I muffled it well but by the time he was 34 months old, I couldn’t take it anymore. I took him over to a friend’s house who worked with learning delays at a Christian elementary school. She tested him with an old Early Intervention test she had around the house, very informally, as my guy played with her young son, and said she thought I had reason to be concerned. She said that even if I didn’t, she was concerned that I felt so intensely about it and that I should trust my inner voice. She told me that Mothers Know Their Children Best and that if I thought something was wrong, there probably was.

Of course, there was! My wonderful, bright little boy was over fourteen months behind in receptive language (what he could understand), and about eight months behind in expressive language (what he could put into words). He was mildly behind in other areas, but probably because we hadn’t been able to explain to him various things that required more understanding.

My clanging bell had finally been silenced.

I share this with you only to encourage you, Mom, that you should never ignore your gut feelings about your children. Even if admitting them means you are “betraying” that they aren’t the little genius you and everyone else wants them to be, do it. Or if the problem is merely behavioral, but it is over the top, I would also call Early Intervention or mention it to someone with professional understanding of child development. It could be that your patience is worn thin for good reason… it could be a sign that something is actually wrong. Especially if you find yourself moved to exhaustion or severe frustration with your child–and you normally are a nice Nelly with kind-hearted patience for everybody–check it out. God gives us these inner voices for a reason.

And don’t buy the idea that professional child development people are a bunch of bunk, as I sort of did. It’s not that I didn’t believe they could tell me anything, as much as I didn’t trust what they would say. I was worried they would overestimate or underestimate the problem… like telling me there was no hope for my child because he was autistic, or telling me I was silly for worrying and everything was normal. I think the fear of these two types of responses immobilized me because they were the very last things I wanted to hear (especially the latter). But your child is more important than your fears. Do it for them.


3 thoughts on “Receptive Language Problems (2)

  1. I have been researching and I am sure that this is what my son has. He is 24 months and does not understand what I am saying. He also doesn’t talk. He says “no” and some letters and numbers, but nothing meaningful. He is happy and loving and has no behavior and no social problems. (likes playing with other children, good eye contact, plays with toys appropriately, no rituals, etc) I am taking him for a diagnosis next week with early intervention. I am nervous that they are going to misdiagnose autism. Any thoughts about having my guard up? Should I refute a diagnosis? Do you think they know what they are doing? Obviously you have been through this. All my friends and family think I’m crazy to even take him in, but they don’t notice that he really doesn’t know what we are saying. They just see the playful, adorable, wonderful son that I have.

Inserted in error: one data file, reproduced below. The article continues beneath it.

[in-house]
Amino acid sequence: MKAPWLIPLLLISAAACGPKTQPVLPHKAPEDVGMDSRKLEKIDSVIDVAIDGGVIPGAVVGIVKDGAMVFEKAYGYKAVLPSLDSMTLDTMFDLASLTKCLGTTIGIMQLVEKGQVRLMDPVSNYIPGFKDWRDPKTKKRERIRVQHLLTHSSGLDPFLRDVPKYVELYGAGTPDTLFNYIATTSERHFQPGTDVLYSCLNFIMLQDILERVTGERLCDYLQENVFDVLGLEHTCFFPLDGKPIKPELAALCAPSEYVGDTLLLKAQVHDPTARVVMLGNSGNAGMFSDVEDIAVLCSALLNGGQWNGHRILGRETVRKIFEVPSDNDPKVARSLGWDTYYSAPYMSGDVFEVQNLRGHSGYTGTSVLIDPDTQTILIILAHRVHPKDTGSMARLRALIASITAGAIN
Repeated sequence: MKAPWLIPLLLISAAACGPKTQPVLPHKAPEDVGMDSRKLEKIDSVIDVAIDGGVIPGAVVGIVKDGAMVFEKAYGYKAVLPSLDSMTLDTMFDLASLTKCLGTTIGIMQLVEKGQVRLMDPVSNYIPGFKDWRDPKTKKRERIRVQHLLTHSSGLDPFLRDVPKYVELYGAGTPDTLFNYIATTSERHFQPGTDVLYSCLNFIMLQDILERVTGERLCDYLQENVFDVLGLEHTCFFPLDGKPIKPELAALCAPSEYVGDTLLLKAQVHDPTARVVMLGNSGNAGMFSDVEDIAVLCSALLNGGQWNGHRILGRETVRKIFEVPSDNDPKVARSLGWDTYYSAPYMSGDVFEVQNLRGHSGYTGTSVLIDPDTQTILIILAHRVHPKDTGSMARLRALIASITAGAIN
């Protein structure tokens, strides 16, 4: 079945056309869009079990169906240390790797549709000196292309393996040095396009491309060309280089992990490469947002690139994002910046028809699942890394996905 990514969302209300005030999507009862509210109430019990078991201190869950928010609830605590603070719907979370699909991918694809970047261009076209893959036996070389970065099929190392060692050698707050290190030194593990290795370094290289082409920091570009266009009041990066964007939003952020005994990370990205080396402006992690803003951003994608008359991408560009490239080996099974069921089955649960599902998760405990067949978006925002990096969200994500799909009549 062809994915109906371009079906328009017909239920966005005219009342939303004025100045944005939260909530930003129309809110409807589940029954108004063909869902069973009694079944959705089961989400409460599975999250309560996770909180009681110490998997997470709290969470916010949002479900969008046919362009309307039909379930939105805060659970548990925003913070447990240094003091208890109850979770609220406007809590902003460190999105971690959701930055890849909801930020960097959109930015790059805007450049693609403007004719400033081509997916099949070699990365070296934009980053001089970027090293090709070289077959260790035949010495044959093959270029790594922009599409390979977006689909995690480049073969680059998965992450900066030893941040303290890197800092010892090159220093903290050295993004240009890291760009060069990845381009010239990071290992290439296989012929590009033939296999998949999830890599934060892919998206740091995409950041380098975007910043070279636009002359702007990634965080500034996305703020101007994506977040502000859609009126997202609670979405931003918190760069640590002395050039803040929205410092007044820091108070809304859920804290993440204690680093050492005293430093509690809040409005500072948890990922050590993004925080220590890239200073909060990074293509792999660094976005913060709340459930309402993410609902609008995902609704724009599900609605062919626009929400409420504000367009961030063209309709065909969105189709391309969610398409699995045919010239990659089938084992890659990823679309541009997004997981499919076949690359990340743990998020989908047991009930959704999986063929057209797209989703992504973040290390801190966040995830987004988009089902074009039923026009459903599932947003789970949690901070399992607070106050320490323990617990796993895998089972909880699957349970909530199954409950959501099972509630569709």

2. Great write up. Your website has helped me immensely.
    I have some questions about your 1st son and APD and early intervention I was hoping you could answer.
    When you say your son was running at the mouth, did it seem like he was talking to himself(or no one)? When he was doing this, what was coming out? Was it the movie lines and other scripts?
    Could he follow simple commands like ‘get your X’ or ‘pick that up’, or answer questions like ‘what is that?’ With APD, is it possible to have a greater amount of receptive language ability than expressive?
    Also, how did you NOT get the diagnosis of autism? It seems I have read a lot about children with milder problems receiving a spectrum diagnosis, which worries me.

    I have been considering contacting EI for my 2.5 yr old, but am a little concerned/confused. Since Early Intervention is provided by the county, is it a government program? How is getting help from EI then different than the public preschool approach which is also government funded? After accepting EI services, is your child then ‘in the system’, with a record of having a ‘problem’ or ‘diagnosis’ that they have determine, which will follow him/her wherever they go?
    Thanks in advance for any info you can provide.